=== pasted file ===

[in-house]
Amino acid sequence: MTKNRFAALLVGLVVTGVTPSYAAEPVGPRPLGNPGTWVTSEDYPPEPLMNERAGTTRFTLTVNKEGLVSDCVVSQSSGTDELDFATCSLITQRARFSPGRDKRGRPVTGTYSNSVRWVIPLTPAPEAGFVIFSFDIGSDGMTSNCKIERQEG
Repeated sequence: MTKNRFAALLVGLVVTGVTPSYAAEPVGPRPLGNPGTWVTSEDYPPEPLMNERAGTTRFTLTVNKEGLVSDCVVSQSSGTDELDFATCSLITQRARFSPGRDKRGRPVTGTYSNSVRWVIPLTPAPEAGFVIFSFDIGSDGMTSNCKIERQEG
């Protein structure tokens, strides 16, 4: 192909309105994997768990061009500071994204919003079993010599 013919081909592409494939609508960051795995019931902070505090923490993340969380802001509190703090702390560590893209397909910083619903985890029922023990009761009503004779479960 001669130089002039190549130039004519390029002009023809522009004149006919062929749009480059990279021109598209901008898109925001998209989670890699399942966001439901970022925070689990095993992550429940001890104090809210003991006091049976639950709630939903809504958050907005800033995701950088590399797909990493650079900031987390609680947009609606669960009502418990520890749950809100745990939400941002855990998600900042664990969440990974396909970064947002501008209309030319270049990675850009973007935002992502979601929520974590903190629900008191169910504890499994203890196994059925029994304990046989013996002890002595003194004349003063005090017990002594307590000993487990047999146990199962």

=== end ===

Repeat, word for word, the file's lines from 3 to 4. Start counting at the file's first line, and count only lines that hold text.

Repeated sequence: MTKNRFAALLVGLVVTGVTPSYAAEPVGPRPLGNPGTWVTSEDYPPEPLMNERAGTTRFTLTVNKEGLVSDCVVSQSSGTDELDFATCSLITQRARFSPGRDKRGRPVTGTYSNSVRWVIPLTPAPEAGFVIFSFDIGSDGMTSNCKIERQEG
């Protein structure tokens, strides 16, 4: 192909309105994997768990061009500071994204919003079993010599 013919081909592409494939609508960051795995019931902070505090923490993340969380802001509190703090702390560590893209397909910083619903985890029922023990009761009503004779479960 001669130089002039190549130039004519390029002009023809522009004149006919062929749009480059990279021109598209901008898109925001998209989670890699399942966001439901970022925070689990095993992550429940001890104090809210003991006091049976639950709630939903809504958050907005800033995701950088590399797909990493650079900031987390609680947009609606669960009502418990520890749950809100745990939400941002855990998600900042664990969440990974396909970064947002501008209309030319270049990675850009973007935002992502979601929520974590903190629900008191169910504890499994203890196994059925029994304990046989013996002890002595003194004349003063005090017990002594307590000993487990047999146990199962």